Sunday, April 30, 2017

The Handmaid's Tale, Season One, Episode Three: Late

The Handmaid's Tale is the dystopian story of what the right wing really wants for women.  Women's bodies aren't their own and their only purpose is to produce and or raise children. They are to be second to men in all things and be submissive in all matters.  If you happen to have the misfortune of being a Handmaiden, matters are that much worse. I've struggle to review these because after all, what can really be said about story which lays itself bare episode after episode, leaving no room to guess about the agenda or possible horror. There are no wink wink nudge nudge moments, only unrelenting darkness from which there is no escape. It's hard to watch in one sitting without stopping for a moment of respite and to be fair, that's exactly what the creators intend.

There have been some notable changes between Atwood's book and this television adaptation.  One of the most obvious ones is the ways in which the television series has included people of colour. In the book, Black people were seen as the children of Ham and sent off to live in the territories. Hannah, Offred's baby was a blonde child and far younger than the mix raced little girl that appears on the show.  Luke most certainly was not the man of colour that he is today and Nick was not a man of Asian descent. Even though the book was written in 1985, separating the races in this fashion feels far more realistic than the inclusion that's presented in the television program because I don't believe that a state like Gilead wouldn't also be incredibly racist to go along with the sexism and homophobia it seems to have in spades. It's not that I want a less racially inclusive show, it's that it just doesn't seem to make sense in this setting.

There were really two story lines going on in Late. One was what happened to Offglen, who we were told was taken in by the authorities and the other, the possibility of Offred's pregnancy and how this changes her interactions. When Offred and Offglen finally made a connection, one of the first things Offglen revealed is that she had a wife and a child.  As the trust grew, we learned that Offglen was also some part of a resistance force.  When Offglen is taken it's easy to assume that her crime was being part of the resistance. Offred realises that she doesn't even know Offglen's real name or have anything to hold onto. When someone it taken, they are truly gone and absolutely erased.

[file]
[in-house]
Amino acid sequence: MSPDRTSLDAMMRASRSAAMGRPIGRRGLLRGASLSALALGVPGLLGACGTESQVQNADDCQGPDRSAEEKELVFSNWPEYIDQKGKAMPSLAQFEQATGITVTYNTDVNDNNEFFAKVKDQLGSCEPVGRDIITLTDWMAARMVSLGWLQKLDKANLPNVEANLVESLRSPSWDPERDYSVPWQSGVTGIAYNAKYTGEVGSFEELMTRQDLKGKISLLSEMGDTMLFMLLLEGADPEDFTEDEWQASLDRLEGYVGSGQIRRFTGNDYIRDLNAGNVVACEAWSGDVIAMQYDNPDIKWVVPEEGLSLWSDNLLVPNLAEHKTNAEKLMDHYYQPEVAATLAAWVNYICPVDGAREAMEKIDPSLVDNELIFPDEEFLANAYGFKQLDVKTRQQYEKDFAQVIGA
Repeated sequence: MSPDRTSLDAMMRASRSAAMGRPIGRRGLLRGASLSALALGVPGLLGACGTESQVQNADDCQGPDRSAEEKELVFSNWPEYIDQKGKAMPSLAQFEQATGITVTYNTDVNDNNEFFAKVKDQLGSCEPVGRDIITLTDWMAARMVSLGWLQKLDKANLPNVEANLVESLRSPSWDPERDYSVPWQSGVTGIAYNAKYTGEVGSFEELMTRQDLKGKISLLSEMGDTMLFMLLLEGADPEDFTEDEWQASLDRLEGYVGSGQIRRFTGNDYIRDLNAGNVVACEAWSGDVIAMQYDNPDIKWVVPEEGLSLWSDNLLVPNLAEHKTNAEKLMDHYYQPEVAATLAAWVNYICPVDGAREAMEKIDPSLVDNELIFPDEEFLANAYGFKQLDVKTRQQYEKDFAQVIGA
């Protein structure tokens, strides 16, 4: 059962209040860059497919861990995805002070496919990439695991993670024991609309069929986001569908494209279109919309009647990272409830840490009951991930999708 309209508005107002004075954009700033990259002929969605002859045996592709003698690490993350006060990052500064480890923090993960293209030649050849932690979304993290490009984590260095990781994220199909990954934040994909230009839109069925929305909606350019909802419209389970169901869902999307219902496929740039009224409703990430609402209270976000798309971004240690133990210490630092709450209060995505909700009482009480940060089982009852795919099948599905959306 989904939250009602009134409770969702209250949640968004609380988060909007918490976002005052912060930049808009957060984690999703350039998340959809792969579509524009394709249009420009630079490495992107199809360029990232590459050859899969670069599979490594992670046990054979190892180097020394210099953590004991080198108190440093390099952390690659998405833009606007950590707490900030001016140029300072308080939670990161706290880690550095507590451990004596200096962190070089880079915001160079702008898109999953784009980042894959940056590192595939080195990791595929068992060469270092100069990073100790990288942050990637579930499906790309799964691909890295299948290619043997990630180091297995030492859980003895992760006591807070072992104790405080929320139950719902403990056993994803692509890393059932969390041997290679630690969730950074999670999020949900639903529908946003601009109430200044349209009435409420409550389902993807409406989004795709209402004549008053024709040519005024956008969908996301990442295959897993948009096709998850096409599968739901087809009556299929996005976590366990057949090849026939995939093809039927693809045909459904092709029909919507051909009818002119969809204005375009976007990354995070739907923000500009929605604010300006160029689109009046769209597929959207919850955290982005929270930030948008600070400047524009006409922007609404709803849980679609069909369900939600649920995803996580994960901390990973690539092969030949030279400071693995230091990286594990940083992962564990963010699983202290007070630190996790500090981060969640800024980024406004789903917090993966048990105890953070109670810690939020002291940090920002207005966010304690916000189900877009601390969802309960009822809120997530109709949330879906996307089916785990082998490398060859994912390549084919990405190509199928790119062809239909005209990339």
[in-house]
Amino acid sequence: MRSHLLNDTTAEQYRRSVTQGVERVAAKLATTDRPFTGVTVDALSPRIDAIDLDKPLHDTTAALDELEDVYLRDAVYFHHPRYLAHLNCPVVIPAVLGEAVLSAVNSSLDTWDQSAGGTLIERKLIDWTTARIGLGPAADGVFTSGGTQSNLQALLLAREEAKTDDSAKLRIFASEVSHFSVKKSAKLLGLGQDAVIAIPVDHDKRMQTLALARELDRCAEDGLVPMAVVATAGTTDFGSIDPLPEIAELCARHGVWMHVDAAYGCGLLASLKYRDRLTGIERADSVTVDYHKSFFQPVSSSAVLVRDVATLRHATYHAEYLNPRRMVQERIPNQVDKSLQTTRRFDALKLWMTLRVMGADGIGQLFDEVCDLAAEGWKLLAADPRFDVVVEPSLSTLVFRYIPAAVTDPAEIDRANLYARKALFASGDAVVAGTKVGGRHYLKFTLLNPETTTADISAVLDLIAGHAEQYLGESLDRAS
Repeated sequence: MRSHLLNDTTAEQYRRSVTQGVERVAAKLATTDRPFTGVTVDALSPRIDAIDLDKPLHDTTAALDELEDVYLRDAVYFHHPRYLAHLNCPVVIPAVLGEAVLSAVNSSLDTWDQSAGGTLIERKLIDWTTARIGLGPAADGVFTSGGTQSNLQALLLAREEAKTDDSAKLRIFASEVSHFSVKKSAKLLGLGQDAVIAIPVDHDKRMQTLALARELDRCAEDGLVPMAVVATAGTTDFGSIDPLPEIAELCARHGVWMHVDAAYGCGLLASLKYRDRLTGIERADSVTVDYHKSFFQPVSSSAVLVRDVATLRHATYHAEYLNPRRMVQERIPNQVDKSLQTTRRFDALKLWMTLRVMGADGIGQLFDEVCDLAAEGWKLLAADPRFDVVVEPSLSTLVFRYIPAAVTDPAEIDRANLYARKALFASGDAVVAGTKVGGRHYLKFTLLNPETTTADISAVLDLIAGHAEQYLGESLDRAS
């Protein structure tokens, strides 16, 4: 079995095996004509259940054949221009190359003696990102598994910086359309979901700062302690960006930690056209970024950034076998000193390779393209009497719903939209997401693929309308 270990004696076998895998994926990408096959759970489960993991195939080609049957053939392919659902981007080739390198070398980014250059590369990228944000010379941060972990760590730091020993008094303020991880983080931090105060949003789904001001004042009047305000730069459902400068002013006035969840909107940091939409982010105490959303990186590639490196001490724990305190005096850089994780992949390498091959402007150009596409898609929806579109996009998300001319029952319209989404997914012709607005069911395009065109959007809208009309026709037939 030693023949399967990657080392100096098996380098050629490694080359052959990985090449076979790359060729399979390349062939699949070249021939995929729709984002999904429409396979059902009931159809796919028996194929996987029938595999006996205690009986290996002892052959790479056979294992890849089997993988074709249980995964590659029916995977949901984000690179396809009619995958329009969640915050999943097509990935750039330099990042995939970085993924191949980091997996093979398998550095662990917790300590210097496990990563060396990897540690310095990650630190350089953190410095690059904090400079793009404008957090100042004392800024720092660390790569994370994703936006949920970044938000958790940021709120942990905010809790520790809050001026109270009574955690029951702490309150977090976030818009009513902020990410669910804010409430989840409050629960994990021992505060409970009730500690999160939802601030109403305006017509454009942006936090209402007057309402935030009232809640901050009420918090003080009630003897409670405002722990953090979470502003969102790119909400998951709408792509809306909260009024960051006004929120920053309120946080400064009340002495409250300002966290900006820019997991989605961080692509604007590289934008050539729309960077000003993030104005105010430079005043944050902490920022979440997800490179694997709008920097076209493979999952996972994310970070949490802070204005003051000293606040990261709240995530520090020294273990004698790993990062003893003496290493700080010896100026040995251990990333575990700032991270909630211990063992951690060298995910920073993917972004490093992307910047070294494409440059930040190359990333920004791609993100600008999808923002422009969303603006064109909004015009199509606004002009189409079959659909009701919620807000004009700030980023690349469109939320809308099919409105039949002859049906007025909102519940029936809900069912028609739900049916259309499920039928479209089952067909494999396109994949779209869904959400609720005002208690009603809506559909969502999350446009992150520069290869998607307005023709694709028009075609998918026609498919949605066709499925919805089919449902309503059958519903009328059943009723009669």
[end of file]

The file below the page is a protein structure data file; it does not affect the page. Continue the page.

In her prison cell, even the name Offglen is removed from her and she is called Handmaiden 8967.  Offglen no longer belongs to someone and since she doesn't qualify as a person, she's simply a number, a non entity. In desperation, Offglen tries to stroke the genitals of the guard watching her and for her trouble she is thrown into a wall in disgust.  Offglen is taken into a room where her lover is already waiting. The prosecutor appears before the judge and charges Offglen and her lover with "gender treachery". Neither woman is given the opportunity to enter a plea, let alone defend themselves, before the judge issues a sentence of death for Offglen's lover and redemption for Offglen because "God has seen fit to make her fruitful". 

Straight from the mock trial, Offglen and her lover are placed in the same van. Because both women are gagged, all they can do is express their love and sorrow with their eyes. They reach out and hold hands and touch each others faces and hair. It's a moment of anguish which Alexis Bledel sells without a single word of dialogue.  When the van stops, the two women try desperately to hold onto each other but Offglen's lover is dragged away from her and hanged.  The scream that comes from Offglen, as she is driven away while her lovers dead body swings in the breeze is the most chilling thing I've seen on television. It's a moment not to be forgotten and a moment to be feared. This is what the religious fundamentalists mean when they scream, "kill the gays", and this is the pain they inflict.  The only measure of relief in watching this is the knowledge that this is a drama.

When Offglen awakes, she's in a hospital like setting and her genitals have been bandaged. Aunt Lydia enters and seems to take some perverse pleasure in telling Offglen that now she will no longer desire what she can no longer have and that the stitches will come out in a couple of days. Gilead is so awful that female circumcision is one of the weapons in their arsenal to punish and control women. It's so horrific that I don't even have the words for it.

Offwarren has been left with no idea of what happened to her friend but she must continue on with the daily rituals and hope to remain unnoticed and this means shopping with the new Offglen.  When Offred returns, Rita has a spread laid out for lunch is and is kind and accommodating. Rita even places a white rose on the table which Serena Joy apparently cut herself.  Given the cruelty of Gilead, this sudden bout of kindness is not something to celebrate or even accept, it's something to worry about.  It's Rita who explains that Offwarren hasn't asked for her monthly sanitary napkins yet and though she's only a few days late, everyone is hopeful that this means that she is pregnant.

Serena Joy's happiness at the possibility of Offred's pregnancy extends to inviting her to and visit with baby Angela.  Offred is forced to sit apart from the wives as they studiously ignore her and go on about how pretty the baby is. It's Serena who offers Offred the chance to hold the baby, assuring the other wives that since Offred has already had a child that she knows how to hold a baby.  Offred holds the baby for a NY minute before Angela is reclaimed by Mrs. Butler.  This is when the other wives notice that Mrs. Butler has been injured. It seems that Offwarren dared to bite Mrs. Butler when she attempted to take the baby away. Mrs. Butler cannot wait to get Offwarren out of her house and calls her an ungrateful girl.  Once again, the gap between wife and handmaiden has been made clear. What exactly has Mrs. Butler done for Offwarren but participate in her rape during the ceremony, perform a mock labour while Offwarren's body was wracked in pain giving birth and then steal Angela away from Offwarren, not even allowing Offwarren to hold her child for anything other than feeding. Why should Offwarren be thankful? Wives and Handmaiden's may both have to wear the yolk of patriarchy but Wives are extremely explicit and wield the only power they have to oppress Handmaidens.